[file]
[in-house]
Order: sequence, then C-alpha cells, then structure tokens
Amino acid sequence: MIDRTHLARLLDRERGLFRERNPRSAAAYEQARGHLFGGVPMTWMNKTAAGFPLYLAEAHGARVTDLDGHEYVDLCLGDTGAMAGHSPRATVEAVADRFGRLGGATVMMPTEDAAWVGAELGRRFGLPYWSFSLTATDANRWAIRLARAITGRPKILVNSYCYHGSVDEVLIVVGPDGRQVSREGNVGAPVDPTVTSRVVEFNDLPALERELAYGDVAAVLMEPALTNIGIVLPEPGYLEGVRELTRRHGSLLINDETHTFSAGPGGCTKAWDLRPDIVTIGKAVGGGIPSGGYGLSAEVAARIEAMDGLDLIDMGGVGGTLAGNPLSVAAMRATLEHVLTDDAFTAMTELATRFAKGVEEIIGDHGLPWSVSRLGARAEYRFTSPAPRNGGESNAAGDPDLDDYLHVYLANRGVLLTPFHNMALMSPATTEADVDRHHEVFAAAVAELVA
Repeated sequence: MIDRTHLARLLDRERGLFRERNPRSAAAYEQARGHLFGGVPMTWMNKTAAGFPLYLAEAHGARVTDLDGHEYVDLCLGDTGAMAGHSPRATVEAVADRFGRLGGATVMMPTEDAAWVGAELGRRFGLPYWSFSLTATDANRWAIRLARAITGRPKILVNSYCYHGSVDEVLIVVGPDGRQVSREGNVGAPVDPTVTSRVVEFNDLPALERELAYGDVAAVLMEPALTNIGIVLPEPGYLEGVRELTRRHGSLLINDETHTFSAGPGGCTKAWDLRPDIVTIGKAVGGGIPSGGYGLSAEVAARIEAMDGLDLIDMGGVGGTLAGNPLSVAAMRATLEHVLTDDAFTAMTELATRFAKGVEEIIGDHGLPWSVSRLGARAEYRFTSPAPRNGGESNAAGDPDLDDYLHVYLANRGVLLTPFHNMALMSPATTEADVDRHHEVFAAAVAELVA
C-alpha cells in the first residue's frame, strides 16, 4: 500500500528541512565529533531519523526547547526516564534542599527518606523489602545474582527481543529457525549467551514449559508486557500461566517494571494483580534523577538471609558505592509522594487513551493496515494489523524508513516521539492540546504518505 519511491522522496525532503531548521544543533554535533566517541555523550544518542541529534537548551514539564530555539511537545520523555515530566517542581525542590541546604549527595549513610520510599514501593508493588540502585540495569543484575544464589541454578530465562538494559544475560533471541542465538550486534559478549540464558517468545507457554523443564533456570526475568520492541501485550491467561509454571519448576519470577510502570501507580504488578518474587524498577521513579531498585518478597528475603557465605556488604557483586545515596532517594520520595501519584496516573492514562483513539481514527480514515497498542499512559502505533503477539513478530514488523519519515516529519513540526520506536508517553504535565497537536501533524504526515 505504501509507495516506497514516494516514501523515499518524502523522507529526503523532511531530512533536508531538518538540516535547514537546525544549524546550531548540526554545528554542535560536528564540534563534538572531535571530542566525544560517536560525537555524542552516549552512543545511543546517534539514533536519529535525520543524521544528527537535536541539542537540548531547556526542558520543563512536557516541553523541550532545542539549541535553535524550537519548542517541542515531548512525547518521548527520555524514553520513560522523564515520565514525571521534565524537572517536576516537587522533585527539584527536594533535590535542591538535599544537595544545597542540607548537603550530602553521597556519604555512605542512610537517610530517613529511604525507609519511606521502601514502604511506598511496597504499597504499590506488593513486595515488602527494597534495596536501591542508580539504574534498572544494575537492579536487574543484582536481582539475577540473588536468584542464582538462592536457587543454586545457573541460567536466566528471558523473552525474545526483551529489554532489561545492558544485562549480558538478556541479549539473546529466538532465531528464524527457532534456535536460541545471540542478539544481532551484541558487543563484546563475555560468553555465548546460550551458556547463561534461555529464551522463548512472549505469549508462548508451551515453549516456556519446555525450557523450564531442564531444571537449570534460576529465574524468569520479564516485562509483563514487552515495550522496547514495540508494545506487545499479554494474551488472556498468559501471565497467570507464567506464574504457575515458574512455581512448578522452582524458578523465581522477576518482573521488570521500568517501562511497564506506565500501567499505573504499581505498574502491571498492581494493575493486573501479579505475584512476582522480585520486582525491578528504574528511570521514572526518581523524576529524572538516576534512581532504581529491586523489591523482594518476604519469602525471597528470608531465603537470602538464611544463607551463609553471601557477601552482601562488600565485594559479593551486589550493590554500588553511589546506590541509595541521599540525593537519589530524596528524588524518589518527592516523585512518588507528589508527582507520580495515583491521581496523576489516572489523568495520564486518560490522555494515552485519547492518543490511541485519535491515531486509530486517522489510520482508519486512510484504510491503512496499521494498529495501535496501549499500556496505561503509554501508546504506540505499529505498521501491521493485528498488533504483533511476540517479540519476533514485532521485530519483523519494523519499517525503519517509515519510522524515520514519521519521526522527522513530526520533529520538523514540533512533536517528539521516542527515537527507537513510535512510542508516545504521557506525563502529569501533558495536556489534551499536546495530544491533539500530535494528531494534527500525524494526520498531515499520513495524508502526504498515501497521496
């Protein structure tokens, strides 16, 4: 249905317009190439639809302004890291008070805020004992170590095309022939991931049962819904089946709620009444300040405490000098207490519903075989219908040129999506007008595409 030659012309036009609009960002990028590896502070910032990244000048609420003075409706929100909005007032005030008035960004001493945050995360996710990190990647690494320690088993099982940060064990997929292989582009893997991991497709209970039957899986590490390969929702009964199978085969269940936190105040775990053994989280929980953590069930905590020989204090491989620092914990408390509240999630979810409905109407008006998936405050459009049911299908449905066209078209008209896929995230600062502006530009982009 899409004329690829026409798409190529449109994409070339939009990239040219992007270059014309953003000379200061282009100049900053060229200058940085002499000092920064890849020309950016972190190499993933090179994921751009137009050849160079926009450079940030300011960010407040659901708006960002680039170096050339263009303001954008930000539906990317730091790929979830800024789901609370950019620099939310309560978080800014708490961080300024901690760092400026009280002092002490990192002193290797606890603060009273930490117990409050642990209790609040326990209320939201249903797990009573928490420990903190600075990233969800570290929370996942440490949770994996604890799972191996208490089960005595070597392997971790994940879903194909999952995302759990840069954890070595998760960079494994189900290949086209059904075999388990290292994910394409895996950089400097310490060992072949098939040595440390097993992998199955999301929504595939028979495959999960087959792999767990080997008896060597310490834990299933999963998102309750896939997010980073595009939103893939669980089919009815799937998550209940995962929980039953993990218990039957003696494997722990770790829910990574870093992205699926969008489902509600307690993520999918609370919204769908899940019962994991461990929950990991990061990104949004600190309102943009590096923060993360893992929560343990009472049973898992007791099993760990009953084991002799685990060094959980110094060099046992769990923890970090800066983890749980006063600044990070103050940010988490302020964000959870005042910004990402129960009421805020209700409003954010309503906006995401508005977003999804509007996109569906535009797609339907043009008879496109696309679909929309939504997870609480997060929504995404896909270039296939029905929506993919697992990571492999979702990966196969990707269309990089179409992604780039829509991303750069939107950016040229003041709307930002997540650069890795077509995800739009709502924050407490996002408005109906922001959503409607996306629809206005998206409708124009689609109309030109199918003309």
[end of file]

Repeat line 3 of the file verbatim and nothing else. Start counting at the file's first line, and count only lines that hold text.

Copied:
Amino acid sequence: MIDRTHLARLLDRERGLFRERNPRSAAAYEQARGHLFGGVPMTWMNKTAAGFPLYLAEAHGARVTDLDGHEYVDLCLGDTGAMAGHSPRATVEAVADRFGRLGGATVMMPTEDAAWVGAELGRRFGLPYWSFSLTATDANRWAIRLARAITGRPKILVNSYCYHGSVDEVLIVVGPDGRQVSREGNVGAPVDPTVTSRVVEFNDLPALERELAYGDVAAVLMEPALTNIGIVLPEPGYLEGVRELTRRHGSLLINDETHTFSAGPGGCTKAWDLRPDIVTIGKAVGGGIPSGGYGLSAEVAARIEAMDGLDLIDMGGVGGTLAGNPLSVAAMRATLEHVLTDDAFTAMTELATRFAKGVEEIIGDHGLPWSVSRLGARAEYRFTSPAPRNGGESNAAGDPDLDDYLHVYLANRGVLLTPFHNMALMSPATTEADVDRHHEVFAAAVAELVA